After the damage caused by last winter’s nasty weather and this year’s floods, there’s no reason to delay or to hope that nothing happens this time around.
Homeowners should “sit down and think about what some of the challenges from last winter were and try to stay ahead of those this year,” advises Dave Palmer of Palmer Brothers hardware in River Edge, N.J. “A little planning goes a long way, and it can save you money in the long run.
Let’s take a look at what can be done.
Ignore this, and there can be costly damage — in and out — caused by water and ice backing up from the gutters.
Gutters must be cleaned and flushed, with water running away from the home. Use a splash pan, patio block or small stones at the exit point to help disburse the water.
Fasten leaders, elbows and leader straps with hex-head screws (at least ¾-inch length; No. 8 thickness). Use caution with ladders, and if not comfortable, hire a pro.
Inspect for missing/damaged shingles and areas that don’t look right, says Stan Reczkowski of SR Roofing in Paramus, N.J. Also, look for brownish stains at the soffit and fascia areas below gutters.
“Any repairs on the roof or above the gutter line should be done by a pro,” Reczkowski says. “Just before (Hurricane) Irene hit, while on the golf course my fellow player received a phone call that his uncle had fallen off the roof. I hear about these homeowner accidents all the time.”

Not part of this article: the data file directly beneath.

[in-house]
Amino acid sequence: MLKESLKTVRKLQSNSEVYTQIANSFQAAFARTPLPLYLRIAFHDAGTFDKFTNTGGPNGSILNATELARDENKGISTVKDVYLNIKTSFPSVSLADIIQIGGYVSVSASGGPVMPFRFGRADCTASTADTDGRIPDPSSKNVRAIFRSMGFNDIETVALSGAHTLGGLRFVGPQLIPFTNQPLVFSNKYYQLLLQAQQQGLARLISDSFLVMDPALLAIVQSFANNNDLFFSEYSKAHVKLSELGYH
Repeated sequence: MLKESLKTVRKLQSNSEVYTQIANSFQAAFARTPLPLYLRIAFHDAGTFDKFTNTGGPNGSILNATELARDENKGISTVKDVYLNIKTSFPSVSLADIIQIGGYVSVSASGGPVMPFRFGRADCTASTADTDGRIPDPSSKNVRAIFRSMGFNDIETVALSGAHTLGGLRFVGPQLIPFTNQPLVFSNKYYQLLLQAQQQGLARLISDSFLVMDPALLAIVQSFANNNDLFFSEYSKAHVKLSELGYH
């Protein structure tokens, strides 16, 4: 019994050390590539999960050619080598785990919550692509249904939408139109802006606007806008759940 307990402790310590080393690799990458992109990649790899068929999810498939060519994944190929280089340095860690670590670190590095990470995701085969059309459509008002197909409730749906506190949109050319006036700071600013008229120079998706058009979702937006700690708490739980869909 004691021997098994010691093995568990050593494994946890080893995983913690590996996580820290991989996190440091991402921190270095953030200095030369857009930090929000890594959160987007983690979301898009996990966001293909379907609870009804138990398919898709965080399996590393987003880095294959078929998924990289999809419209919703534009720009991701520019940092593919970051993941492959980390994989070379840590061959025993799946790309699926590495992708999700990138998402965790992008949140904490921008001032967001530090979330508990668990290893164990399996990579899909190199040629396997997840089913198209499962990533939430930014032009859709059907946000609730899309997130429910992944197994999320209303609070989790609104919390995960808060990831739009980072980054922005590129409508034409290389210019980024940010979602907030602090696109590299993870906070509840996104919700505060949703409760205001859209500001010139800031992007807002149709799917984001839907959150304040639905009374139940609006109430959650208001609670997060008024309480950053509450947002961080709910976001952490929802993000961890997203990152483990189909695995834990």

Reczkowski says roofing should be done by a contractor who does nothing else but that, and adds roofers do work through the winter (weather permitting).
Chimney sweep Keith Donaldson says to look for loose/missing bricks and mortar (the gray material between the bricks). Also check the chimney top (crown).
“You have to keep after the crown—that’s the most important part of the chimney,” warns Donaldson, of Lucky Duck’s Chimney Sweep in West Milford and River Edge. “If you don’t take care of the crown, water can penetrate.”
This is not for the weekend warrior; hire a sweep or mason. Add a cap ($125 and up) to keep debris, animals and precipitation out.
Homeowners who have a high-efficiency furnace that is vented out of the side of the house should make sure it is positioned so that snow does not clog those pipes, says Palmer.
Trim—often the aluminum pieces seen dangling after storms—should be secured with finishing nails.
Store outdoor furniture and toys, if possible. If not, cover with tarp and stack or lay items in such a way to minimize the chance that they will be lifted in a strong wind. Nothing, including wood piles, should come in contact with the home. Place a cover on central A/C units, and install insulated covers on water spigots.
Soil should slope away from the home to facilitate drainage. If needed, add top soil to near the foundation, then taper with a rake to create slope. Top off with landscape rock to prevent erosion.
Loose paint on wood should be scraped/sanded. Apply primer, then top coat.
Look for damaged, weak and diseased trees, which can damage power lines, homes and cars.
“Branches shouldn’t be by the chimney, period,” says Donaldson, who adds that overhanging branches give warmth-seeking animals access to winter quarters.
This is no job for amateurs. Call a reputable tree surgeon, get proof of insurance from his agent and stay indoors during the work.
©2011 The Record (Hackensack, N.J.)